Posted by Patrick Maness
The grill, your refrigerators and the oven, oh my. The tools your kitchen uses every day to create the entrees on your menu are all essential. They’re also expensive, especially when it comes to energy use. With utility bills increasing by as much as 6–8 percent per year, the efforts you make to reduce your businesses’ energy usage translate directly to your bottom line. This blog is designed to help you do just that.
Below we’ve outlined five ways you can reduce your business’s energy usage without sacrificing the flavor of your food or the guest experience. Follow these tips and those essential pieces of kitchen equipment won’t seem so essentially expensive anymore.
* Start with the right equipment. When it’s time to replace a piece of kitchen equipment, look for a model that is ENERGY STAR certified. Research shows that you can save up to $15,000 per year by outfitting your business with ENERGY STAR appliances, so contact your equipment and supplies distributor today to see what ENERGY STAR options exist to match your needs.
* Maintain your existing equipment. If a new piece of equipment isn’t in the budget right now, you can reduce your energy expenses by maintaining your existing model. Leaky gaskets, refrigerator or freezer doors that don’t close completely, even missing knobs on your appliances — all of these can add up to wasted energy over the month or year. Take time to repair these items or have them professionally serviced. The upfront expense will be worth it once you account for future savings.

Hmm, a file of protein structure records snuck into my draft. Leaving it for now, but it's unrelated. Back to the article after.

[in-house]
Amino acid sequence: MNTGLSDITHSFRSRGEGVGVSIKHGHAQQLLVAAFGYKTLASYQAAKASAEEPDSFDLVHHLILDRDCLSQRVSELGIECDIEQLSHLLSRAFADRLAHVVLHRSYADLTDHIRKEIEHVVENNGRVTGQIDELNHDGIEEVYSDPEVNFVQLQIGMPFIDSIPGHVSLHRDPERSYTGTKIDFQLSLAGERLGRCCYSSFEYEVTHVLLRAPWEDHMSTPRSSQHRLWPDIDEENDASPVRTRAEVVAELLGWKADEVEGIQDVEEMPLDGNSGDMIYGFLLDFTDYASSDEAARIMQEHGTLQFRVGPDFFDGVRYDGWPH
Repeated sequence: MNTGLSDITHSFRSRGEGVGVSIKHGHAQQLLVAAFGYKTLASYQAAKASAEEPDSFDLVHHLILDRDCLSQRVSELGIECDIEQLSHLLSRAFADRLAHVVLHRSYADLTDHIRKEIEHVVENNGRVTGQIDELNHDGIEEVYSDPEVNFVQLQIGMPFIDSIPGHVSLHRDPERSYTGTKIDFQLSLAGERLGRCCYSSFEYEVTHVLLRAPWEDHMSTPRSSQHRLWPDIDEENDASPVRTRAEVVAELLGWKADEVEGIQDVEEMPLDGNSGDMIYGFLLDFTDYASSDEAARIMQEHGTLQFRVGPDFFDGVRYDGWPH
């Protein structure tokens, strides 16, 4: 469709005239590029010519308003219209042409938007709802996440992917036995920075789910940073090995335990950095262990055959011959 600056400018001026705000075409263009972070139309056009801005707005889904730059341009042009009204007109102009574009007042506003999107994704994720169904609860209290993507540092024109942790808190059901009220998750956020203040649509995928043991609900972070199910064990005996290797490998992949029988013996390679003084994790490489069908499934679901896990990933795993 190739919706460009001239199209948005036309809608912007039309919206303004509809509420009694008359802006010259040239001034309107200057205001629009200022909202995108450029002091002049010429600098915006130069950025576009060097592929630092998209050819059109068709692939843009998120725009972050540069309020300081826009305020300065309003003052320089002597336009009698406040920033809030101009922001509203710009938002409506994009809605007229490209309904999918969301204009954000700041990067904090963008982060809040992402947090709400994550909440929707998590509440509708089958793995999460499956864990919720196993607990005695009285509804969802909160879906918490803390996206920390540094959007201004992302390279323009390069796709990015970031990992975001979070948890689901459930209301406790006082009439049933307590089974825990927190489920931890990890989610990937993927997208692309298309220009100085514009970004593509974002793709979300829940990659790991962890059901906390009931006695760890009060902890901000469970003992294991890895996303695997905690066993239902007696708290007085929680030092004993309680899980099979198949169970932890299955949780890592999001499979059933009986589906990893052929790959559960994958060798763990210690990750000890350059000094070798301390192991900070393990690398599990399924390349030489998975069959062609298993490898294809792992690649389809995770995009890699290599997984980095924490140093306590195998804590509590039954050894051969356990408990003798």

* Keep working time to cooking time. If your cooking equipment is running and it isn’t cooking anything, you’re wasting energy. Direct your kitchen staff to turn equipment on as close to opening time as possible — 20 minutes is generally long enough for most equipment pieces to reach optimum performance. This ensures you’re not wasting any more energy than you have to. And for lights, hoods or fans, wait until that first guest walks through the door before you flick the switch.
* Cook smart. In many cases, multiple pieces of kitchen equipment can handle the same job, meaning it’s up to you and your staff to use the most efficient one. Opt for the oven over the roaster or the griddle over the broiler. As you conceptualize new items to add to your menu, look for options that allow you to prepare them in an energy-efficient way.
* Adjust your kitchen layout. Setting a cooler next to the grill or fryer makes sense from a workstation perspective but it’s not doing your energy-conservation efforts any favors. Open yourself to the idea of laying out your kitchen with energy efficiency in mind and consider contacting an experienced designer to help you find new layout solutions. You just may find a solution that cuts your energy usage without sacrificing productivity.
Read other articles in this series:
Simple Steps to Decide What Size Refrigeration System You Need
The Top Commercial Refrigeration Equipment You Need for Your Restaurant
Keep Your Systems Running with These 4 Commercial Refrigeration Tips